Access to the Arts: Artisitic Value of Architecture in Akron Museum of Art Expansion

Submitted by Evelyn Kiefer on Fri, 03/25/2005 - 15:25.

With a major expansion project about to commence at the Cleveland Museum of Art, it is easy to forget about the exciting expansion project going on only 45 minutes away at the Akron Museum of Art. Access to the Arts’s “Arts on the Air� program Monday, March 14th brought much deserved attention to this project through an interview with Dr. Mitchell Kahan, Director of the Akron Museum of Art and Tom Wiscombe, Project Partner of Coop Himmelb(l)au, the architectural firm that designed the addition to The Museum. Steven Litt, the Arts and Architecture Critic of the Plain Dealer conducted the interview before a live audience of approximately 100 in the Ritz-Carlton.

This interview was recorded and broadcast by WCLV 104.9 on Sunday, March 20th. Recordings of this and other Access to the Arts programs are available for purchase.

Interviewer, Museum Director and Architect had an obvious chemistry, created through their mutual faith in the artistic value of architecture that made this Access to the Arts program particularly valuable. Steven Litt and Mitchell Kahan have known each other for over 25 years. They first met while working in North Carolina; Litt as a journalist and Kahan as a curator. Tom Wiscombe, who has worked with Coop Himmelb(l)au in Los Angeles and Vienna since the early 1990s, has very recent ties to North East Ohio through this project, yet it is evident that he has developed a strong working relationship with Kahan. Litt’s questions covered the practical aspects of building an art museum and the more philosophical and spiritual qualities of architecture.

One of Steven Litt’s most provocative questions was why the Akron Museum of Art did not choose a local firm. Mitchell Kahan proudly defended a decision that is sensitive issue to some Northeast Ohioan. He stated that from the earliest stages local firms were ruled out because The Museum’s board wanted to give visitors an experience they could not have anywhere else in the state. Kahan believes it is the responsibility of institutions like the Akron Art Museum to create monuments for future generations to appreciate. He acknowledged that it is often difficult to create outstanding architecture because boards are typically conservative; however, he emphasized that new Akron Museum of Art will actually be a very functional building, not purely expressionist or deconstructionist. Museum benefactors have been supportive and fundraising for the project has been very successful. Tom Wiscombe articulately explained his firm’s appropriateness to the project. Designing a museum expansion that incorporated an existing building over a century old appealed to Coop Himmelb(l)au’s affinity for creating tension between old and new, a concept that developed quite naturally working in Europe. Green elements of the building, which Wiscombe described as “partly active/partly passive� will save energy and money and add to the building’s appeal.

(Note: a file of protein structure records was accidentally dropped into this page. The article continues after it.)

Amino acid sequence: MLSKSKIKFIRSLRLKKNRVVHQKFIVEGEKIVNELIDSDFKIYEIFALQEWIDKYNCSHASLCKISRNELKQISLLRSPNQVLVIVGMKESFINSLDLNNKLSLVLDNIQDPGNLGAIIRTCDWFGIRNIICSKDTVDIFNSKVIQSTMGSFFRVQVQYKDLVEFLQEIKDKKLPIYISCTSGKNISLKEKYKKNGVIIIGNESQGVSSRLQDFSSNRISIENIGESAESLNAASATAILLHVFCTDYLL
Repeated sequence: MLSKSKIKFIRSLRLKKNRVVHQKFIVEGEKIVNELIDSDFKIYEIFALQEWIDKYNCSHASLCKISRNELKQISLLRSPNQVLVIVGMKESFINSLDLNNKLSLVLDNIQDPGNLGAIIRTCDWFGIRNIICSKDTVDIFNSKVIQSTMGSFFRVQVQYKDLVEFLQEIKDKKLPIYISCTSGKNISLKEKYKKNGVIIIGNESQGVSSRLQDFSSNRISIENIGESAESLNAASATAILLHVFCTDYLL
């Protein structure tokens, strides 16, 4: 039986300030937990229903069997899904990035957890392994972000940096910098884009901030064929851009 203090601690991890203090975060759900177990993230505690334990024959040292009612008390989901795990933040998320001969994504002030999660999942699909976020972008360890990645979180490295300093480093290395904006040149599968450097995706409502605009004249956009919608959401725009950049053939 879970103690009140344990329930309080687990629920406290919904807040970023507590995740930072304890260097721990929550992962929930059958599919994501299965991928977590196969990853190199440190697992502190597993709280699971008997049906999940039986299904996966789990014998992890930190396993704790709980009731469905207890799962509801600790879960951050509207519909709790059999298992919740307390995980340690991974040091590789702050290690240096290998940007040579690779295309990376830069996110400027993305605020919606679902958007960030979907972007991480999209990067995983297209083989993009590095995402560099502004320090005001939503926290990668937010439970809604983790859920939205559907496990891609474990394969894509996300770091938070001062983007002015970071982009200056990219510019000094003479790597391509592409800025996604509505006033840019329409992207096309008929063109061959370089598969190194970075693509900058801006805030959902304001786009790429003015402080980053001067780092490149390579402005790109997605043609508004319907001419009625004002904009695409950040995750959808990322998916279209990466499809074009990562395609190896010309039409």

The question and answer period after the interview covered many interesting issues that had not been addressed. Programs for school children, which are currently going on now in a limited form through an outreach program, will become even more important once the building is complete. Halida Dinova, a very talented local pianist entertaining the audience during the post interview luncheon, asked if the new Akron Museum of Art would have a concert hall. Kahan explained that a multipurpose auditorium is included in the expansion, though it is not designed specifically for musical performances. An unscheduled window cleaning demonstration at the Ritz-Carlton inspired some questions about the more practical aspects of the building. Robert Conrad of WCLV 104.9 FM asked Tom Wiscombe how the windows in the new building would be washed. Wiscombe explained that a cherry picker would be used to wash windows and change light bulbs -- plus human window washers. Graham Grund, Executive Director of Access to the Arts, asked Wiscombe if The Museum’s design was a stylistic return to 19th century museums with skylights such as the MET and the National Gallery. Wiscombe explained that despite superficial similarities in appearance the design of the Akron Museum of Art was much more suitable for the climate in Ohio and the lighting demands of contemporary art.

The new Akron Museum of Art is scheduled to open soon --in the fall of 2006. The new design will better reflect The Museum’s collection of art created since 1850. As Mitchell Kahan stated during the interview, the original 1899 Renaissance style structure was never appropriate. The new building will offer exciting exhibition possibilities and will increase attendance, which has been 50-70,000 visitors per year in the past. A recent visit to the construction site did not reveal much of what the new Museum would look like, but those who are curious should checkout the Akron Museum of Art’s website where you will find a slide show of architectural drawings from various perspectives. Another exciting aspect of the re-opening of Akron Museum of Art is the work of art that has been commissioned in honor of the event (the name of the artist and other details have been kept secret).

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